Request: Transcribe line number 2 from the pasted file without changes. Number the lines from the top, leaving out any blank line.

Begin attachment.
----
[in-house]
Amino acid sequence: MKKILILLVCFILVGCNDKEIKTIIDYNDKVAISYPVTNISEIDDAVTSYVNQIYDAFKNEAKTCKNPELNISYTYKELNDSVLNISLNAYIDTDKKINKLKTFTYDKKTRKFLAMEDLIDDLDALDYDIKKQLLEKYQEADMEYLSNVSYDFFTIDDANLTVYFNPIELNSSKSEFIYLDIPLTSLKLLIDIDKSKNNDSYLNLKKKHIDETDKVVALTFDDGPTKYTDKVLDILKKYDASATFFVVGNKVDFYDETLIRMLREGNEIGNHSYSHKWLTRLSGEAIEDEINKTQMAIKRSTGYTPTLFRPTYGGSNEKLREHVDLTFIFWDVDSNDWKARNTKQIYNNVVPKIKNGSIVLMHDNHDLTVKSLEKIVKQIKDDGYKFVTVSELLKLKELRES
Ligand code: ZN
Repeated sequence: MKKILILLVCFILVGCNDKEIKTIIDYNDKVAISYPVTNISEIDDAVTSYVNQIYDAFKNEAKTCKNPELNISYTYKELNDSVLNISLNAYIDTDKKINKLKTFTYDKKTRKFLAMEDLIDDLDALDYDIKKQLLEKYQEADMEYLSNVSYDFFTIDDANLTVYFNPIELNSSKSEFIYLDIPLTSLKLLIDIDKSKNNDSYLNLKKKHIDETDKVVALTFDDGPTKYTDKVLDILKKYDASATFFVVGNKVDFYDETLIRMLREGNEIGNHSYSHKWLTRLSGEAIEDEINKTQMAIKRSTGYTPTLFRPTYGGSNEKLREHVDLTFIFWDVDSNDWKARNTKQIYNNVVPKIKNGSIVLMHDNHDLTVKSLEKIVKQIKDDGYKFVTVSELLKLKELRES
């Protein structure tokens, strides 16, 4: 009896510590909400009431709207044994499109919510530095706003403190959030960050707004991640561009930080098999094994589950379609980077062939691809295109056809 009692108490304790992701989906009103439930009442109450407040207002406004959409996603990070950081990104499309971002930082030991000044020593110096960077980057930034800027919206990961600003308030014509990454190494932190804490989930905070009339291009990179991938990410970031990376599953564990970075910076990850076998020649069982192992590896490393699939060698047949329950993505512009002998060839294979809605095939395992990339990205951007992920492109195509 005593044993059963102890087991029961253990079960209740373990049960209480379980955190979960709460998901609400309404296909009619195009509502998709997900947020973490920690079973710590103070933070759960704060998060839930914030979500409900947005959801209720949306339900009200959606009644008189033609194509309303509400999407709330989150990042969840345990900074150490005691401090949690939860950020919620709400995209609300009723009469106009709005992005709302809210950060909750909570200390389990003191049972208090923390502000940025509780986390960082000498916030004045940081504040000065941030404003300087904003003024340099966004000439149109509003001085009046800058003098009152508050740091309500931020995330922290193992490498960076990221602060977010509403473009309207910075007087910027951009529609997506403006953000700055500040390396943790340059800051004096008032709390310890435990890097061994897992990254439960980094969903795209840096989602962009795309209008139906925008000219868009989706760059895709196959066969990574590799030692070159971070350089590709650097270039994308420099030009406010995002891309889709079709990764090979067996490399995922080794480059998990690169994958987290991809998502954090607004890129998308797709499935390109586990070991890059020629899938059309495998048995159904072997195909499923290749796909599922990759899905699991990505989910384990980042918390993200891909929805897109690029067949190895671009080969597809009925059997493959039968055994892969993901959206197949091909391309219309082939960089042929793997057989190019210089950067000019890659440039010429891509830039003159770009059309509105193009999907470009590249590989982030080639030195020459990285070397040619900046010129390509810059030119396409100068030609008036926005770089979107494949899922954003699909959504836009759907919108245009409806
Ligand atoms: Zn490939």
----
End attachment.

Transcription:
Amino acid sequence: MKKILILLVCFILVGCNDKEIKTIIDYNDKVAISYPVTNISEIDDAVTSYVNQIYDAFKNEAKTCKNPELNISYTYKELNDSVLNISLNAYIDTDKKINKLKTFTYDKKTRKFLAMEDLIDDLDALDYDIKKQLLEKYQEADMEYLSNVSYDFFTIDDANLTVYFNPIELNSSKSEFIYLDIPLTSLKLLIDIDKSKNNDSYLNLKKKHIDETDKVVALTFDDGPTKYTDKVLDILKKYDASATFFVVGNKVDFYDETLIRMLREGNEIGNHSYSHKWLTRLSGEAIEDEINKTQMAIKRSTGYTPTLFRPTYGGSNEKLREHVDLTFIFWDVDSNDWKARNTKQIYNNVVPKIKNGSIVLMHDNHDLTVKSLEKIVKQIKDDGYKFVTVSELLKLKELRES